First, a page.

Wednesday March 20, 2019

Lifestyle change can prevent thousands of cancer cases

The other major preventable lifestyle behaviours include drinking alcohol, reducing exposure to ultra-violet (UV) radiation, air pollution and eating good amount of fibre

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Cancer can be caused by excessive intake of sugar and carbohydrates too. Pixabay
  • Few lifestyle changes can prevent cancer
  • Leaving habits like smoking, etc. can help
  • environmental factors like air pollution are also responsible for cancer

Getting rid of smoking tobacco, exercising and shedding weight may be key lifestyle behaviours that can cut down thousands of cancer cases a week, say researchers, including one of Indian-origin.

The other major preventable lifestyle behaviours include drinking alcohol, reducing exposure to ultra-violet (UV) radiation, air pollution and eating good amount of fibre.

exercises save you from dangerous diseases.
Exercising and positive lifestyle changes can do wonder for one’s health. Flickr

Following these can prevent nearly four in 10 cancer cases in the UK, says the Cancer Research UK, a non-profit, in a paper published in the British Journal of Cancer. The study showed that more than one in 20 cancer cases could be prevented by maintaining a healthy weight.

“Leading a healthy life doesn’t guarantee that a person won’t get cancer, but it can stack the odds in your favour. These figures show that we each can take positive steps to help reduce our individual risk of the disease,” said Harpal Kumar, chief executive at the Cancer Research UK.

Also Read: A Protein That Can Stop Cancer?

According to the World Health Organisation, cancer is the second leading cause of death globally, and is responsible for 8.8 million deaths in 2015. Globally, nearly one in six deaths is due to cancer.

The latest figures, calculated from 2015 cancer data, showed that tobacco smoke caused around 32,200 cases of cancer in men (17.7 per cent of all male cancer cases) and around 22,000 (12.4 per cent) in women in the UK.

Around 22,800 (6.3 per cent) cases of cancers including bowel, breast, womb and kidney, a year are down to being overweight or obese.

Other than chronic diseases, lifestyle habits like smoking causes cancer too. Pixabay
Lifestyle habits like smoking causes cancer too. Pixabay

“The research clearly demonstrates the impact of smoking and obesity on cancer risk. Prevention is the most cost-effective way of beating cancer,” Kumar said.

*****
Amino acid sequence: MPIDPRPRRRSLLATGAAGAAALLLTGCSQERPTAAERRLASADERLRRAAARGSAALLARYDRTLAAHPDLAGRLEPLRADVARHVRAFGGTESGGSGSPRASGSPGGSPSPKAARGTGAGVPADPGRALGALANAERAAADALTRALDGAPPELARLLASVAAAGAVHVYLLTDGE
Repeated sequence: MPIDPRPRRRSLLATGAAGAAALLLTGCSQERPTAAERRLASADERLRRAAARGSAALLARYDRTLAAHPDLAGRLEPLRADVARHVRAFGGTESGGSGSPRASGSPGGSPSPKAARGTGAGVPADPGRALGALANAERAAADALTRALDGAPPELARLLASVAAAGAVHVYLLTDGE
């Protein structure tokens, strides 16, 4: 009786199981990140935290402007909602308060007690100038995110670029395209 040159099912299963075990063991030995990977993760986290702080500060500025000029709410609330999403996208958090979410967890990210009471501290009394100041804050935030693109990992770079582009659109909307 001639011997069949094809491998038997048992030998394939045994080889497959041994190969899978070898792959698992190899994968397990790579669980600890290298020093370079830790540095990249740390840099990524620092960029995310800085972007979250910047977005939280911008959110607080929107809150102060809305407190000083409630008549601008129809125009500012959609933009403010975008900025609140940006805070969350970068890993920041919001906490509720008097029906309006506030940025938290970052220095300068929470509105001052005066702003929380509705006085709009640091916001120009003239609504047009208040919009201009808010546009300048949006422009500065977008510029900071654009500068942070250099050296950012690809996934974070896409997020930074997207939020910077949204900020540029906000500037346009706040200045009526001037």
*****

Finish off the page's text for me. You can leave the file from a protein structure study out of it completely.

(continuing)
“Obesity is a huge health threat right now, and it will only get worse if nothing is done. Banning junk food TV adverts before the 9 p.m. watershed is an important part of the comprehensive approach needed,” said Linda Bauld from the non-profit.

In addition, overexposure to UV radiation from the sun and sunbeds causes around 13,600 cases of melanoma skin cancer a year, while drinking alcohol, eating too little fibre caused around 11,900 and 11,700 cases respectively. Outdoor air pollution was responsible for around 3,600 lung cancer cases a year. IANS

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Experts Around Globe Share Ways To Combat Air Pollution

"India needs to initiate and implement strategies to tackle the deadly air pollution. The need is to adopt an integrated approach with solutions that provide real impact." Pixabay

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The three-day workshop, organised by the North India Office of the US Embassy in collaboration with not-for-profit RTI International, is aimed at sharing the US best practices in combating air pollution to reduce emissions of fine-particulate matter and other pollutants in North India. Pixabay

Indian and American experts will chalk out strategies to combat air pollution caused by crop burning, vehicular emission and construction dust at a workshop that began, here on Thursday.

The three-day workshop, organised by the North India Office of the US Embassy in collaboration with not-for-profit RTI International, is aimed at sharing the US best practices in combating air pollution to reduce emissions of fine-particulate matter and other pollutants in North India.

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“Based on the 2016 Global Burden of Disease estimates, about 1.6 million deaths per year in India have been attributed to air pollution,” the release quoted him as saying. Pixabay

It will focus on strategies to minimise emissions, behavioural changes for accepting new alternatives, adoption of tools for estimation of emissions and air quality impacts, enhancing involvement of the private sector and the public as part of the change and developing an integrated regulatory approach.

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“India needs to initiate and implement strategies to tackle the deadly air pollution. The need is to adopt an integrated approach with solutions that provide real impact.” Pixabay

Prakash Doraiswamy, Principal Air Quality Scientist at RTI International, said several north Indian cities rank among the top 25 cities in the world with fine particle (PM 2.5) concentrations 10-17 times higher than World Health Organisation’s guidelines, as per the World Global Ambient Air Quality Database (2018).

Also Read: Global Market For Refurbished Smartphones At A Hike

“Based on the 2016 Global Burden of Disease estimates, about 1.6 million deaths per year in India have been attributed to air pollution,” the release quoted him as saying.

“India needs to initiate and implement strategies to tackle the deadly air pollution. The need is to adopt an integrated approach with solutions that provide real impact,” he said.  (IANS)